Now we come to “Nine,” which on a scale of 1 to 10 scores a negative 20. And that’s being generous. Federico Fellini must be turning in his grave. “Nine” pretends to be about an Italian filmmaker modeled after the great Fellini. We find the director Guido Contini (Daniel Day Lewis, a great actor but not a convincing Italian) in the midst of an artistic crisis as he tries to complete his latest film for which he doesn’t even have a script. He’s a genius but of course his private life is a mess with a wife, a mistress, and a screen goddess to contend with. Oh and did I mention it’s a musical? The pain quotient just went up. And it goes up again because at the helm is Rob Marshall the man who delivered the worst film of 2002 with “Chicago.” (And I don’t care if he did win the Oscar.) Marshall does not know how to direct movie musicals. His visual style is bland and he tries to spice up his lack of imagination with lots of cuts, which also covers up the uninspired choreography. It’s films like this that give movie musicals a bad name. Please go back and watch any musical from MGM’s heyday to see what movie musicals can be.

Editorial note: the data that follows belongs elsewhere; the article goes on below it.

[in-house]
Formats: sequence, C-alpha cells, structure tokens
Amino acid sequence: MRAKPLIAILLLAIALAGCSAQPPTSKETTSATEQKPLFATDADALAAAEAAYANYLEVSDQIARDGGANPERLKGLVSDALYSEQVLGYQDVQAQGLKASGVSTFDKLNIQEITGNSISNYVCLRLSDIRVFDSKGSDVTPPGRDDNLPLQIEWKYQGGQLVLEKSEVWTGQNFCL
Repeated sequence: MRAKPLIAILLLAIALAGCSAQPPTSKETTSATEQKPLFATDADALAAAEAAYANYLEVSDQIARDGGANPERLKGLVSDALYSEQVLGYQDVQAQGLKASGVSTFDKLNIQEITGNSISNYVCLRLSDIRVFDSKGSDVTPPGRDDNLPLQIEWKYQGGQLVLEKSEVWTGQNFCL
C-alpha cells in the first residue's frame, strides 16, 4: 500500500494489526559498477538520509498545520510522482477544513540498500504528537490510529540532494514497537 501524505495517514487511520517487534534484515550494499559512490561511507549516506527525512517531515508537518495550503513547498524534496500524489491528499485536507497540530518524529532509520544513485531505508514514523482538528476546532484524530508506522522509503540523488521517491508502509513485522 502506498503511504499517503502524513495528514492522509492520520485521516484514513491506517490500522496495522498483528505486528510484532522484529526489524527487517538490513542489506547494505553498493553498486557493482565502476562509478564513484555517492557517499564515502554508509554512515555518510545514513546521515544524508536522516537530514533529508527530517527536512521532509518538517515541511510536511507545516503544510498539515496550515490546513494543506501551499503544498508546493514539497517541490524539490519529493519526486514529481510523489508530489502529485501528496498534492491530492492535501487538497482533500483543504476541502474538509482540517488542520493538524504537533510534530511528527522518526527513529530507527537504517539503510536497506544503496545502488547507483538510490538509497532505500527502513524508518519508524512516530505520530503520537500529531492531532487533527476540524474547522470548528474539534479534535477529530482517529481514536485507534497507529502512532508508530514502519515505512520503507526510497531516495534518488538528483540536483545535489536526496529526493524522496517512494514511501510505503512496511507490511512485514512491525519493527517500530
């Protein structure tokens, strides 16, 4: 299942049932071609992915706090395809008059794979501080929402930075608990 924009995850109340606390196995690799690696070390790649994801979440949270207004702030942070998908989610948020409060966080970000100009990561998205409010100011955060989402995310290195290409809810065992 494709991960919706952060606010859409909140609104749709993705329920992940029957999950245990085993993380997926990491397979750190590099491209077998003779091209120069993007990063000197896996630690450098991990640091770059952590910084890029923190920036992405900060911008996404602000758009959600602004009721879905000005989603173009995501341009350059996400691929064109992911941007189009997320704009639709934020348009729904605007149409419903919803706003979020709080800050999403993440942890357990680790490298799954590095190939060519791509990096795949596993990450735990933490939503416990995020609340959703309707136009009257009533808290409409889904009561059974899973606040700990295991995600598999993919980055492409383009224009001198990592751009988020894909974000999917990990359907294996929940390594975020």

In addition, my guess is that Rob Marshall never saw a Fellini film in his life and if he did it was only as “research” to do this film. Nothing in “Nine” reveals any genuine affection for Fellini or the least bit of insight into his work. Where Fellini was light and subtle, Marshall is obvious and heavy-handed. Where Fellini was sexy, Marshall is crass. Where Fellini was warm and humorous, Marshall is vapid and bland. “Nine” has absolutely no sense of what made Fellini great. Fellini had a sense of magic. He found poetry in the everyday and made the grotesque beautiful. He also had wonderful, warm earthy humor. None of that is evident in “Nine.”